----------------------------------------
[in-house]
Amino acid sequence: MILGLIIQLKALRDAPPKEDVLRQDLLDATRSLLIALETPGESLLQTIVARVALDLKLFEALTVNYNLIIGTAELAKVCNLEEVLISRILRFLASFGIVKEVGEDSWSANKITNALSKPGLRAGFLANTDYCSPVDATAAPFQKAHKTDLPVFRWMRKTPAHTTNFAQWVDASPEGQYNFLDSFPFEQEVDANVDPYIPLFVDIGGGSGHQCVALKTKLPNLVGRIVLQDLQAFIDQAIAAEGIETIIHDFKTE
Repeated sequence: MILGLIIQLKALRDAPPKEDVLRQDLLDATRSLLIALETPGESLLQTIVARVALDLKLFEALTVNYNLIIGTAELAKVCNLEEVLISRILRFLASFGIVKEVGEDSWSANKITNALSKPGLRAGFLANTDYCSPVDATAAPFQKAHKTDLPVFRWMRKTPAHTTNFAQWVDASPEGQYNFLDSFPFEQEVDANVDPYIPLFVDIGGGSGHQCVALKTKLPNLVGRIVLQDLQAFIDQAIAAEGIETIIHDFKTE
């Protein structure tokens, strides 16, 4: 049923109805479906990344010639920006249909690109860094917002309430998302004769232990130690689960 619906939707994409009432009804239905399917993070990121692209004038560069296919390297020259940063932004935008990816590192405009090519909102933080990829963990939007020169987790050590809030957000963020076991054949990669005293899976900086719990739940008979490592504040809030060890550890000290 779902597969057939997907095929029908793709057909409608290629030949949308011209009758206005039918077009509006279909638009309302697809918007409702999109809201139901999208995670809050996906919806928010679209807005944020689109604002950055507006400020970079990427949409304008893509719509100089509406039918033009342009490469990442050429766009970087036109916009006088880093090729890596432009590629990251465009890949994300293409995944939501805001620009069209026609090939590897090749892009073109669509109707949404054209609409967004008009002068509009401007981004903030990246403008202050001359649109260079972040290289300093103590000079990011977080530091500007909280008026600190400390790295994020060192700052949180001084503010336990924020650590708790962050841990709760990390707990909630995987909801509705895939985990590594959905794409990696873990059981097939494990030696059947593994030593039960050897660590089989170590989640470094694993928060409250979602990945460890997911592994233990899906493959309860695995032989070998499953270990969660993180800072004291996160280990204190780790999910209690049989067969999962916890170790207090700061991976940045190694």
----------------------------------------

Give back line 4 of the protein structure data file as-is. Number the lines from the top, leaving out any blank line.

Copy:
């Protein structure tokens, strides 16, 4: 049923109805479906990344010639920006249909690109860094917002309430998302004769232990130690689960 619906939707994409009432009804239905399917993070990121692209004038560069296919390297020259940063932004935008990816590192405009090519909102933080990829963990939007020169987790050590809030957000963020076991054949990669005293899976900086719990739940008979490592504040809030060890550890000290 779902597969057939997907095929029908793709057909409608290629030949949308011209009758206005039918077009509006279909638009309302697809918007409702999109809201139901999208995670809050996906919806928010679209807005944020689109604002950055507006400020970079990427949409304008893509719509100089509406039918033009342009490469990442050429766009970087036109916009006088880093090729890596432009590629990251465009890949994300293409995944939501805001620009069209026609090939590897090749892009073109669509109707949404054209609409967004008009002068509009401007981004903030990246403008202050001359649109260079972040290289300093103590000079990011977080530091500007909280008026600190400390790295994020060192700052949180001084503010336990924020650590708790962050841990709760990390707990909630995987909801509705895939985990590594959905794409990696873990059981097939494990030696059947593994030593039960050897660590089989170590989640470094694993928060409250979602990945460890997911592994233990899906493959309860695995032989070998499953270990969660993180800072004291996160280990204190780790999910209690049989067969999962916890170790207090700061991976940045190694």